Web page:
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Cristobal Balenciaga once said that “a good fashion designer should be an architect for patterns, a sculptor for form, an artist for design, a musician for harmony, and a philosopher for fit.” And it is not surprising that in the 20th century he ruled high fashion with innovative clothing inspired by unusually traditional Spanish sources. The Basque fashion designer took replicas from regional clothing, folk costumes, bullfights, flamenco dances, Catholicism and, of course, from the history of painting. And in the end, he created what conquered the world for centuries.

The Balenciaga collection is full of stocky silhouettes, stooped shoulders and neat trouser lines. But the fashion house today, under the leadership of Demna Gvasalia, represents a completely different aesthetic than what Cristobal himself did during his lifetime. “They cannot be compared,” explains Eloy Martinez de la Pera, curator of the new Balenciaga and Spanish Painting exhibition in Madrid, which combines ninety works of the Balenciaga couture with 56 masterpieces of Spanish painting that inspired the designer. “Balenciaga’s story ended when he stopped making clothes. His story was extremely personal, but today Balenciaga has a completely different story, and it is also worth telling. ” And in order to truly recognize Cristobal himself, it is important to know the key elements of Spanish art that shaped his aesthetic vision.

Perhaps the 20th century was the dawn of modern fashion, but the boldly modern sculptural silhouettes of Balenciaga evening dresses resonate with the styles worn by painted ladies and religious figures hundreds of years ago. When Cristobal Balenciaga, 41, moved to Paris in 1936, he began to miss his native Spain. Suddenly driven out of the house at the height of the Civil War in his native country and plunged into the heartbeat of the European high-fashion scene, he sought inspiration, immersed in the memories of his childhood in the small town of Getaria in the Basque Country, most of which he spent in the company of his mother as a seamstress and her aristocratic clients. Meeting with the magnificent collections of these clients as a child caused a lifelong fascination with the old master’s painting, becoming a passion that produced billowing shapes, voluminous styles, minimalist lines and bold colors that became the hallmark of a talented Spaniard.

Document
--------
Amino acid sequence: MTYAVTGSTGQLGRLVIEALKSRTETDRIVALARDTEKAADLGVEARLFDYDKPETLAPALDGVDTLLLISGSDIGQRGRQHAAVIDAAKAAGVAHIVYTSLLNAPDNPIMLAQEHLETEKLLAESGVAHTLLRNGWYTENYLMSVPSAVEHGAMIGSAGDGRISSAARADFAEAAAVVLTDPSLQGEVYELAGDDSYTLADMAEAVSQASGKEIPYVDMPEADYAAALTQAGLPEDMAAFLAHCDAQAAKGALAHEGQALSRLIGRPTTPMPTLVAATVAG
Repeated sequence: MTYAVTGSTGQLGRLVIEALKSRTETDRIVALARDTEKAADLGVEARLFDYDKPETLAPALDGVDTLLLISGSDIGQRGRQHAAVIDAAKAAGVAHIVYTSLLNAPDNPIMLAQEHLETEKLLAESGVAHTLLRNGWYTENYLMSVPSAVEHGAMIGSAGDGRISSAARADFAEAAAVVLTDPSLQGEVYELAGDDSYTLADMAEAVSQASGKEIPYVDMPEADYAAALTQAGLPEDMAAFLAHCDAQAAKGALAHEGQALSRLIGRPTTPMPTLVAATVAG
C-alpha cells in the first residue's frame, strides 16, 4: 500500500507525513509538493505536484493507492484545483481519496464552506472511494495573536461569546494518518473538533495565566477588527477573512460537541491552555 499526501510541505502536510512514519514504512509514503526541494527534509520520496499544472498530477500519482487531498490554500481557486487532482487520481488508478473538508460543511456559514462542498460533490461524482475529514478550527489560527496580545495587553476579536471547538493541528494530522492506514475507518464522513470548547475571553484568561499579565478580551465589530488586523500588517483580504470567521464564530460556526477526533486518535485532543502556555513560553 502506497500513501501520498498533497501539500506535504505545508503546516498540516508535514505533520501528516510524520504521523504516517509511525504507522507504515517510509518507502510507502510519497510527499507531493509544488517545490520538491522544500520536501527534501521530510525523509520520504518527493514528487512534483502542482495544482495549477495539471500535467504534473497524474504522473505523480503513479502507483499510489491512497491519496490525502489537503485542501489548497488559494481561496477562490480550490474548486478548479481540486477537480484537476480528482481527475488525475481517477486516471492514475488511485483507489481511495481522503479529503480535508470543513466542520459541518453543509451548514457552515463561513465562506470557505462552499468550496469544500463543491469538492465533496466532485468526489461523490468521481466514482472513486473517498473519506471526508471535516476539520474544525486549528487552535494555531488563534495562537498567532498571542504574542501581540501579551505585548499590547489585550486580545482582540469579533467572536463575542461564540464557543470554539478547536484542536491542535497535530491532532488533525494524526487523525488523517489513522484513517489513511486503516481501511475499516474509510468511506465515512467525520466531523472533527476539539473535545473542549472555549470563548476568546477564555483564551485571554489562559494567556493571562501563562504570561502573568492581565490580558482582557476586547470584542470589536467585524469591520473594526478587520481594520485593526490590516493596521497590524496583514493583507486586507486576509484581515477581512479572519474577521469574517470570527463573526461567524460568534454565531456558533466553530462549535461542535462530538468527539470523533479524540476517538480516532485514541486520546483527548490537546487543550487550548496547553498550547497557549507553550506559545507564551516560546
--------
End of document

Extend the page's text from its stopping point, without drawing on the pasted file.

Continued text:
El Greco – color

An evening dress made of lush pink satin with an ensemble of bodice, a jacket and a skirt of red taffeta. You could never have imagined that these couturier pieces of the 1960s were inspired by the Virgin Mary – but once they are contrasted with El Greco’s monumental paintings dedicated to the Annunciation, it is impossible not to compare the vibrant shades of the towering garments of the Virgin with the luxurious tones of Balenciagi’s outfit. In the same way, the color of the heavenly vestments of the archangel Gabriel echoes the elegant mustard satin evening gown of Balenciaga (1960) and the bright yellow silk dress with an evening cape with feathers (1967). The vivid use of color by El Greco penetrated Cristobal’s imagination when he met the artist in the palace of the Marquise of Casa Torres (one of his mother’s most important clients), becoming the central component of the rainbow works that Balenciaga produced in Paris in the 40s and 50s.

Court painting – black

If before that there were bright green, yellow, blue and pink colors that Balenciaga took from El Greco, then in the Spanish court painting of the late XVI-XVII centuries, he found his love for black.

It is also worth mentioning that the Balenciaga signature color has deep roots in fashion history, but especially in Spanish culture. At the court of Philip II, black became the main symbol of status. Timeless color remains one of the archetypes of Spanish identity, noted in a press release, possibly due to the influence of Balenciaga. In 1938, Harper’s Bazaar described the shade of Balenciaga in physical terms: “Black is so black that it hits you like a blow.”

The evening dress from black satin with a high collar of 1943 has corresponding silk buttons located from the waist to the collar, with two vertical white stripes that elegantly cascade along the entire length of the dress. Clothing almost resembles a priest’s cassock. At the same time, the fashion designer also reflects a minimalist look at the primly conservative black dresses preferred by fashionable Habsburg courtiers, such as Countess Miranda with frills around her neck, which is depicted in an undated painting attributed to the 16th century artist Juan Pantocha de la Cruz. Unlike the stripped-down design of Balenciaga, the countess emphasizes her outfit with precious stones embroidered on her sleeves and skirt, a technique that Balenciaga himself popularized in other, more elegant projects.

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